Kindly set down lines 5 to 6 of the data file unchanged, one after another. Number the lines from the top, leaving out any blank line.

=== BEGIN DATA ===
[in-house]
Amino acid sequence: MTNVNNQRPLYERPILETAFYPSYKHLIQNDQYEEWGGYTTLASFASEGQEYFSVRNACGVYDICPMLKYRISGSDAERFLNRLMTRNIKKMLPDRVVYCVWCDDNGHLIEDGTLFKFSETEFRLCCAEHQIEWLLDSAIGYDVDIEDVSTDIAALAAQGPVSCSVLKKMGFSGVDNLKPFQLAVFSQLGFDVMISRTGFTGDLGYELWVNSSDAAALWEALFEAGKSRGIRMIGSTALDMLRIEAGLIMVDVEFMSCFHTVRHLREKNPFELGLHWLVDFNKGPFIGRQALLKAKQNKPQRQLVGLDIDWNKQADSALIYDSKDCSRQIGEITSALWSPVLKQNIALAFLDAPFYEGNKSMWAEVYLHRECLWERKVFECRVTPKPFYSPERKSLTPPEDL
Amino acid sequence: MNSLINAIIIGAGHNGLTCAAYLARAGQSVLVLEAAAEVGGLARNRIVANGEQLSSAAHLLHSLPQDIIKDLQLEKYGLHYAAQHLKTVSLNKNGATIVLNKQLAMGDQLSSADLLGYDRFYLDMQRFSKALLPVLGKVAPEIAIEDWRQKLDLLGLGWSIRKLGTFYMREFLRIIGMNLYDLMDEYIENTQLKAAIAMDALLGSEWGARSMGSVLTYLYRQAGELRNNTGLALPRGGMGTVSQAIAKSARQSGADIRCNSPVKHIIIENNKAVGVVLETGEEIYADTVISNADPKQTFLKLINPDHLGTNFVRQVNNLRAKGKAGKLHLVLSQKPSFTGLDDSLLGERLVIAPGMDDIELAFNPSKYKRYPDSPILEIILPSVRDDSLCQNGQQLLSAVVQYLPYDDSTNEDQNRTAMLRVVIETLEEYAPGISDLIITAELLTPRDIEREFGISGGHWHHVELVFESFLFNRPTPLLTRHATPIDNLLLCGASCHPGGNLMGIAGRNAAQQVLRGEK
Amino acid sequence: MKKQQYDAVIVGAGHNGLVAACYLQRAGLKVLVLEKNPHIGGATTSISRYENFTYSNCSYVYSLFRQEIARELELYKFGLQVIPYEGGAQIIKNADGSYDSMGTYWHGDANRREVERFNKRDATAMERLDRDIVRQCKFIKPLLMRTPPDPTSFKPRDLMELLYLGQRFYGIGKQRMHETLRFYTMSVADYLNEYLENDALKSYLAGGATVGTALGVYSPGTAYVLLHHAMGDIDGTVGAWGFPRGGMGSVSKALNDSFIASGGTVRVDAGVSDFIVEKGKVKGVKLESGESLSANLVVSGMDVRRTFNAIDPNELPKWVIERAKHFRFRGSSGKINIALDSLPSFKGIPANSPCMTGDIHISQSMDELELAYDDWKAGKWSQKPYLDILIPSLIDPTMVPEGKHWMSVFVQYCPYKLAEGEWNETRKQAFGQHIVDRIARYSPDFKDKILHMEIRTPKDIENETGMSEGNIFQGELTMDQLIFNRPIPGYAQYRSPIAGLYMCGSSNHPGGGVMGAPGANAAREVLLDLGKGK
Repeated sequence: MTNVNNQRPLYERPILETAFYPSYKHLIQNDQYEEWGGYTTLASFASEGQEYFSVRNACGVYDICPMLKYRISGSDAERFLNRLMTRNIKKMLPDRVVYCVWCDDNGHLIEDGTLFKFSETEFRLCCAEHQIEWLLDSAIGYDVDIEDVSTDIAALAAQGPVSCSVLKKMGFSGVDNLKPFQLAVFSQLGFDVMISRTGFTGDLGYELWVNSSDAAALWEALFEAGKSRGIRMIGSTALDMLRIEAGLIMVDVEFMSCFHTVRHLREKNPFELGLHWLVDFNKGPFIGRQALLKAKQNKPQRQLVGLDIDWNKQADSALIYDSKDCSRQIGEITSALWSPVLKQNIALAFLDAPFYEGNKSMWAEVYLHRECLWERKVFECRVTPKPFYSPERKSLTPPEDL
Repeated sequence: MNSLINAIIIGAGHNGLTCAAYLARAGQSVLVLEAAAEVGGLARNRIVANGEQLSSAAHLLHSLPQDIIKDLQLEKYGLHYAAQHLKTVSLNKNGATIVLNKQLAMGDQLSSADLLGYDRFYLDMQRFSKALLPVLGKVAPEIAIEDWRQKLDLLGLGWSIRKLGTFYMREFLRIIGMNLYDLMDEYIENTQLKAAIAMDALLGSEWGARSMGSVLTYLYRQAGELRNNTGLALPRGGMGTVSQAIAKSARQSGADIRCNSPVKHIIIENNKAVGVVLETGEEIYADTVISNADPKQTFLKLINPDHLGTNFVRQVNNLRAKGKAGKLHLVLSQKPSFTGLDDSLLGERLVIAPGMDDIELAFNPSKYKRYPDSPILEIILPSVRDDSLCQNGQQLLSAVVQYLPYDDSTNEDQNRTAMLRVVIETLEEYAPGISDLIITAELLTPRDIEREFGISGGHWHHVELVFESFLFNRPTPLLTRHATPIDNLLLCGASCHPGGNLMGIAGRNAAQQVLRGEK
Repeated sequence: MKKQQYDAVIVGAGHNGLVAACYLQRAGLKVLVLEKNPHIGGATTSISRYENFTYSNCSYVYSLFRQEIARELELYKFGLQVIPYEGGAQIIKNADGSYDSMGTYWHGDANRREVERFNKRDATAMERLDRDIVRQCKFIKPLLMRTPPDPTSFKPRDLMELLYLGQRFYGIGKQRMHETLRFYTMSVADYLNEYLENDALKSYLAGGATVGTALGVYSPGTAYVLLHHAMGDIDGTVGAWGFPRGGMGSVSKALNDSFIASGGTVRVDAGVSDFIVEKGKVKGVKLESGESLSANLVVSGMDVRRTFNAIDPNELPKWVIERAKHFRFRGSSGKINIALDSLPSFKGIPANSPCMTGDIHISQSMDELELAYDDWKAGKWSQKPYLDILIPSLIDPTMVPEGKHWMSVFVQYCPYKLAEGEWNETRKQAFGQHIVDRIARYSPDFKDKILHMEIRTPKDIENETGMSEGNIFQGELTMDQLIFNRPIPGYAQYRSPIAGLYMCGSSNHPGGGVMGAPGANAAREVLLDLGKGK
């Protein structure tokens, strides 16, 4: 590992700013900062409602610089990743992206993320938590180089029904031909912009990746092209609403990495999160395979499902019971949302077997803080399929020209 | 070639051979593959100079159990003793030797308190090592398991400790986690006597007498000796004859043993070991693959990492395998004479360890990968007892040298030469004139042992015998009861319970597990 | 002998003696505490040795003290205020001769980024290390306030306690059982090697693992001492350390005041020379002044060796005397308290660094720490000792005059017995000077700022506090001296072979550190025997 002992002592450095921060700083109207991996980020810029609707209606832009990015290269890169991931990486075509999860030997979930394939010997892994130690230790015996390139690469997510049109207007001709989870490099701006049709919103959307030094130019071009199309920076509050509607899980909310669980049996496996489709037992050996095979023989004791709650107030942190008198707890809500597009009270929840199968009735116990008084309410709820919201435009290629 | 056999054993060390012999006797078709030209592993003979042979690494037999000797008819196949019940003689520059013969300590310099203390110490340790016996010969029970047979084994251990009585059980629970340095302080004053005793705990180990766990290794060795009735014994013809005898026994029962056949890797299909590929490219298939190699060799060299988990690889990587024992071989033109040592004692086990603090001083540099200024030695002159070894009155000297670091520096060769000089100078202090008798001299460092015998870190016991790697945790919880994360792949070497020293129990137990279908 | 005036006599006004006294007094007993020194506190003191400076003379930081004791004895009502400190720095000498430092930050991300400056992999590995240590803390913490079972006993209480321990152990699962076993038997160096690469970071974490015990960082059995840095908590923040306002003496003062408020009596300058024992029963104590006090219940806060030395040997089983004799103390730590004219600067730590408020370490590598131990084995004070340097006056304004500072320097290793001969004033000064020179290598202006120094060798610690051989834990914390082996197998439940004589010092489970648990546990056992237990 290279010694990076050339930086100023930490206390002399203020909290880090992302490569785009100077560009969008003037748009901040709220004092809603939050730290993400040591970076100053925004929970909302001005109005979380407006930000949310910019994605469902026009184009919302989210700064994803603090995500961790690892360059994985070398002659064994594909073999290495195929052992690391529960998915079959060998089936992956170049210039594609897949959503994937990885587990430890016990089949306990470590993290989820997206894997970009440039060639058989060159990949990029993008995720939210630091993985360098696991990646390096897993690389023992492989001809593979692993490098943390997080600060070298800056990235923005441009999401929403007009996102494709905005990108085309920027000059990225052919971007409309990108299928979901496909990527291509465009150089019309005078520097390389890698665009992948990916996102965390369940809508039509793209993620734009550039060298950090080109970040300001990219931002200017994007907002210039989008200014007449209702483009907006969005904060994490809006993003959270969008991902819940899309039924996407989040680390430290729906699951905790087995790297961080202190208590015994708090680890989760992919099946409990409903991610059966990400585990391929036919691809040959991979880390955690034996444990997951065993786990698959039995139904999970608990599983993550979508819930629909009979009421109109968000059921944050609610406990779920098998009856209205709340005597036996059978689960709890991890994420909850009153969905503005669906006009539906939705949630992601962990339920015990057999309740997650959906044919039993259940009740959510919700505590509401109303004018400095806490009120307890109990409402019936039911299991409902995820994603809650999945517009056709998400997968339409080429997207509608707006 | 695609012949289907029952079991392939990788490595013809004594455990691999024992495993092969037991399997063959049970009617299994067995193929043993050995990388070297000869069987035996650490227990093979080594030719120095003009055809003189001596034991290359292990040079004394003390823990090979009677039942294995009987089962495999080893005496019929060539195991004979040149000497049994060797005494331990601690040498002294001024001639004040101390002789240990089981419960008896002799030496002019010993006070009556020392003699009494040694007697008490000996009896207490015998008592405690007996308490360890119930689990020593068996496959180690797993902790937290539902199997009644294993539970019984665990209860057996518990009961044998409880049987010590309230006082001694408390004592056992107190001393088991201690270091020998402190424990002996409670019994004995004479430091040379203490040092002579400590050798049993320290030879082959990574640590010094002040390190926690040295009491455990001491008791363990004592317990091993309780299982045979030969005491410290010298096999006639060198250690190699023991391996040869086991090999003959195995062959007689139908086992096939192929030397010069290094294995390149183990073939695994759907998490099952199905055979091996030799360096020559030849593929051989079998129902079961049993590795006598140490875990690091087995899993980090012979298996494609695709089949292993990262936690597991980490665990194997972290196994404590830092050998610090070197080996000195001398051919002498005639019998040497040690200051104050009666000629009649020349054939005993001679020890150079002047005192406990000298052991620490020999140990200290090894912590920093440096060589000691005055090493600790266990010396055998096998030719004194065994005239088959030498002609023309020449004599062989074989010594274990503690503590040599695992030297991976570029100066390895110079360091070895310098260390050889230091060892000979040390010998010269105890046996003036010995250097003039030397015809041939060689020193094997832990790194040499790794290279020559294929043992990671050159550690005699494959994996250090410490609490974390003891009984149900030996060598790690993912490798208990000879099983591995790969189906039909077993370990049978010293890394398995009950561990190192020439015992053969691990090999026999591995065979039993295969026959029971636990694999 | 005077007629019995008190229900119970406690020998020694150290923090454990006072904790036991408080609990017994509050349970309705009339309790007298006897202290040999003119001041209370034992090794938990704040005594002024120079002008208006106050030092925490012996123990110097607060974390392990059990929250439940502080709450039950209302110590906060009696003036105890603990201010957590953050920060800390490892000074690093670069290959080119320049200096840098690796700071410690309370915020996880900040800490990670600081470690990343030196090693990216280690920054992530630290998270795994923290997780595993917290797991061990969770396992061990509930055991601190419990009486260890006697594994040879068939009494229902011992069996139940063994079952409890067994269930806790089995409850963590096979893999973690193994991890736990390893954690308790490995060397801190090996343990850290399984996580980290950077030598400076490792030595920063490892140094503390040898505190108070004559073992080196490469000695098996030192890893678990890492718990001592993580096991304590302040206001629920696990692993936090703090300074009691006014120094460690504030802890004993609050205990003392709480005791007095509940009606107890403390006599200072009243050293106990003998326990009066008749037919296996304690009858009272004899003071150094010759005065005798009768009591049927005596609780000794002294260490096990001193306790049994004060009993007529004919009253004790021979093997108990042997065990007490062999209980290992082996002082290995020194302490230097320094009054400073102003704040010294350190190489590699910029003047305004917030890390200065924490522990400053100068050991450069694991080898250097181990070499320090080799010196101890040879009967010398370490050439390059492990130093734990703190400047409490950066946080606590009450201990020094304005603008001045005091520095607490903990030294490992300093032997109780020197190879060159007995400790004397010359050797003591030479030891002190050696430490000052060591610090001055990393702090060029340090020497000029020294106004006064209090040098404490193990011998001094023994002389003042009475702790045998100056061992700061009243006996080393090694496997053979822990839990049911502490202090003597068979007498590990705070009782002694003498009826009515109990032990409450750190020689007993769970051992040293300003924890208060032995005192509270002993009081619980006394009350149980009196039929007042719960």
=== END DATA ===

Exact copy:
Repeated sequence: MTNVNNQRPLYERPILETAFYPSYKHLIQNDQYEEWGGYTTLASFASEGQEYFSVRNACGVYDICPMLKYRISGSDAERFLNRLMTRNIKKMLPDRVVYCVWCDDNGHLIEDGTLFKFSETEFRLCCAEHQIEWLLDSAIGYDVDIEDVSTDIAALAAQGPVSCSVLKKMGFSGVDNLKPFQLAVFSQLGFDVMISRTGFTGDLGYELWVNSSDAAALWEALFEAGKSRGIRMIGSTALDMLRIEAGLIMVDVEFMSCFHTVRHLREKNPFELGLHWLVDFNKGPFIGRQALLKAKQNKPQRQLVGLDIDWNKQADSALIYDSKDCSRQIGEITSALWSPVLKQNIALAFLDAPFYEGNKSMWAEVYLHRECLWERKVFECRVTPKPFYSPERKSLTPPEDL
Repeated sequence: MNSLINAIIIGAGHNGLTCAAYLARAGQSVLVLEAAAEVGGLARNRIVANGEQLSSAAHLLHSLPQDIIKDLQLEKYGLHYAAQHLKTVSLNKNGATIVLNKQLAMGDQLSSADLLGYDRFYLDMQRFSKALLPVLGKVAPEIAIEDWRQKLDLLGLGWSIRKLGTFYMREFLRIIGMNLYDLMDEYIENTQLKAAIAMDALLGSEWGARSMGSVLTYLYRQAGELRNNTGLALPRGGMGTVSQAIAKSARQSGADIRCNSPVKHIIIENNKAVGVVLETGEEIYADTVISNADPKQTFLKLINPDHLGTNFVRQVNNLRAKGKAGKLHLVLSQKPSFTGLDDSLLGERLVIAPGMDDIELAFNPSKYKRYPDSPILEIILPSVRDDSLCQNGQQLLSAVVQYLPYDDSTNEDQNRTAMLRVVIETLEEYAPGISDLIITAELLTPRDIEREFGISGGHWHHVELVFESFLFNRPTPLLTRHATPIDNLLLCGASCHPGGNLMGIAGRNAAQQVLRGEK